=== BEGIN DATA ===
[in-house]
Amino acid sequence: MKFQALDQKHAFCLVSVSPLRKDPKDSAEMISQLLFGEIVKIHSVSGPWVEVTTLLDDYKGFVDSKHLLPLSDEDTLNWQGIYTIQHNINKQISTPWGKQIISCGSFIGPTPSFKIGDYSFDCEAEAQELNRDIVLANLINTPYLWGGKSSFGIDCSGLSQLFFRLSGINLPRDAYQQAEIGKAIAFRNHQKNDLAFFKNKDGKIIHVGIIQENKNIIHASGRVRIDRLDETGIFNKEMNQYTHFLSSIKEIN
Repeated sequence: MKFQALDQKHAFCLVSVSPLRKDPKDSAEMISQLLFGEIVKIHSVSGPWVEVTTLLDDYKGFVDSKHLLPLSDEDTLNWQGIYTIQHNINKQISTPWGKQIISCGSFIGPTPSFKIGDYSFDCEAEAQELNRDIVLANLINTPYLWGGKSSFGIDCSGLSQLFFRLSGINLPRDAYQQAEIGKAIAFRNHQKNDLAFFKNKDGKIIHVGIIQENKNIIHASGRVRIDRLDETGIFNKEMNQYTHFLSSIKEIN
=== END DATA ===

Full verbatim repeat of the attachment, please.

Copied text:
[in-house]
Amino acid sequence: MKFQALDQKHAFCLVSVSPLRKDPKDSAEMISQLLFGEIVKIHSVSGPWVEVTTLLDDYKGFVDSKHLLPLSDEDTLNWQGIYTIQHNINKQISTPWGKQIISCGSFIGPTPSFKIGDYSFDCEAEAQELNRDIVLANLINTPYLWGGKSSFGIDCSGLSQLFFRLSGINLPRDAYQQAEIGKAIAFRNHQKNDLAFFKNKDGKIIHVGIIQENKNIIHASGRVRIDRLDETGIFNKEMNQYTHFLSSIKEIN
Repeated sequence: MKFQALDQKHAFCLVSVSPLRKDPKDSAEMISQLLFGEIVKIHSVSGPWVEVTTLLDDYKGFVDSKHLLPLSDEDTLNWQGIYTIQHNINKQISTPWGKQIISCGSFIGPTPSFKIGDYSFDCEAEAQELNRDIVLANLINTPYLWGGKSSFGIDCSGLSQLFFRLSGINLPRDAYQQAEIGKAIAFRNHQKNDLAFFKNKDGKIIHVGIIQENKNIIHASGRVRIDRLDETGIFNKEMNQYTHFLSSIKEIN